Did you know that you can use GPU in different ways to speedup your computations? Let’s have a closer look.
High-performance computer architectures are developing quickly by having more and faster cores in the CPUs (Central Processing Units) or GPUs (Graphics Processing Units). Recently, a new generation of GPUs appeared, offering tera-FLOPs performance on a single card.
CPU versus GPU
The GPU and CPU architectures have their own advantages and disadvantages.
CPUs are optimized for sequential performance and good at instruction level parallelism, pipelining, etc. With a powerful hierarchical cache, and scheduling mechanism, the sequential performance is very good.
In contrast, GPUs are designed for high instruction throughput with a much weaker cache or scheduling ability. In GPU programming, users have to spend more time to ensure good scheduling, load balancing and memory access, which can be done automatically on a CPU. As a result, GPU kernels are always simple and computationally intensive.
The GPU was originally designed to accelerate the manipulation of images in a frame buffer that was mapped to an output display. GPUs were used as a part of a so-called graphics pipeline, meaning that the graphics data was sent through a sequence of stages that were implemented as a combination of CPU software and GPU hardware. Nowadays GPUs are more and more used as GPGPU (General Purpose GPU) to speedup computations.
2 ways of using a GPU
A GPU can be used in two different ways:
- as an independent compute node replacing the CPU or
- as an accelerator.
In the first case, the algorithm is split to solve a number of independent sub-problems that are then transferred to the GPU and computed separately (with little or no communication). To achieve the best performance, the data is kept on the GPU when possible. As GPUs have generally much less memory available than CPUs, this impacts the size of the problem significantly.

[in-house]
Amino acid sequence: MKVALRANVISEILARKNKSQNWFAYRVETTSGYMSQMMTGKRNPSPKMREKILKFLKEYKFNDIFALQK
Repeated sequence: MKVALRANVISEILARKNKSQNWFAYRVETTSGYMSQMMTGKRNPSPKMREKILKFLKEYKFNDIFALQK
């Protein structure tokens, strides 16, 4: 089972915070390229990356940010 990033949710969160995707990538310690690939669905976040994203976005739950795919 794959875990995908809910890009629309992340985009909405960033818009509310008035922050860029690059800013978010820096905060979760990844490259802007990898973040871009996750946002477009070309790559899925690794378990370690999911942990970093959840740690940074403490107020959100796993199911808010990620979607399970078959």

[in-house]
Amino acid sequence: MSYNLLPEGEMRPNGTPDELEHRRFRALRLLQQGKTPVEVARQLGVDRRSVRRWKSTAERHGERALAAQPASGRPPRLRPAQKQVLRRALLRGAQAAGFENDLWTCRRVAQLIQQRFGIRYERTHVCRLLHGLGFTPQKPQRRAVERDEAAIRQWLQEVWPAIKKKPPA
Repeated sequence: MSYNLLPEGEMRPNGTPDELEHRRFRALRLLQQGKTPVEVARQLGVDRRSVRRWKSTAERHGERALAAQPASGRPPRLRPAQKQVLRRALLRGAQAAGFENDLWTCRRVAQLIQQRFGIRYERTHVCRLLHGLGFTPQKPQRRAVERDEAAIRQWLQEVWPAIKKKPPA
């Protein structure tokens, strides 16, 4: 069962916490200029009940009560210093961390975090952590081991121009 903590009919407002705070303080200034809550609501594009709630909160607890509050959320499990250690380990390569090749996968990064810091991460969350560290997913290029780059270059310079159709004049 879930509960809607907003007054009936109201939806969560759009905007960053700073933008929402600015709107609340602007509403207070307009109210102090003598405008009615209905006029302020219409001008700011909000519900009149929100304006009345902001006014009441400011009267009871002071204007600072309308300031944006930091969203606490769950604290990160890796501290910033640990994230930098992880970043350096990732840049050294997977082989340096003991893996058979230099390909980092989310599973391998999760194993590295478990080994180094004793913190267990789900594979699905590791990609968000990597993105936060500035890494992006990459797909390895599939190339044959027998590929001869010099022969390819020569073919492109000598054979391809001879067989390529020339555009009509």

In the second case, the GPU is considered as an accelerator, which means that the problem is solved on the CPU while off-loading some computational intensive parts of the algorithm to the GPU. Here, the data is transferred to and from the GPU for each new task.
Let’s take the wave equation as an example. The wave equation can be formulated in time or frequency domain. The wave equation in the time domain is usually solved using a time-stepping scheme, which does not require a solution of the linear system of equations. The wave equation in the frequency domain (Helmholtz equation), in opposite, is solved with an iterative method that contains the solver of the linear system of equations in matrix form.
The simplicity of the time-stepping algorithms makes it easy to use GPUs of modest size as accelerator to speedup the computations.
However, it is not trivial to use GPUs as accelerators for iterative methods that require solution of a linear system of equations. The main reason for this is that the most iterative methods consist of matrix-vector and vector-vector operations (e.g. matrix-vector multiplication). By using the GPU as an accelerator, the matrices need to be distributed across GPUs. The vectors would “live” on the CPU and are transferred when needed to the relevant GPU to execute matrix-vector multiplications.
Accelerator or replacement?
Ideally, GPUs would be used as a replacement but the limited memory makes this difficult for large numerical problems. There seem to be a trend where CPUs and GPUs are merging so that the same memory can be accessed equally fast from the GPU or the CPU. In that case the question “accelerator or replacement?” would become irrelevant as one can alternate between both hardware without taking into account the data location.
How do you use GPU: as replacement or as accelerator? Let us know in the comment box.
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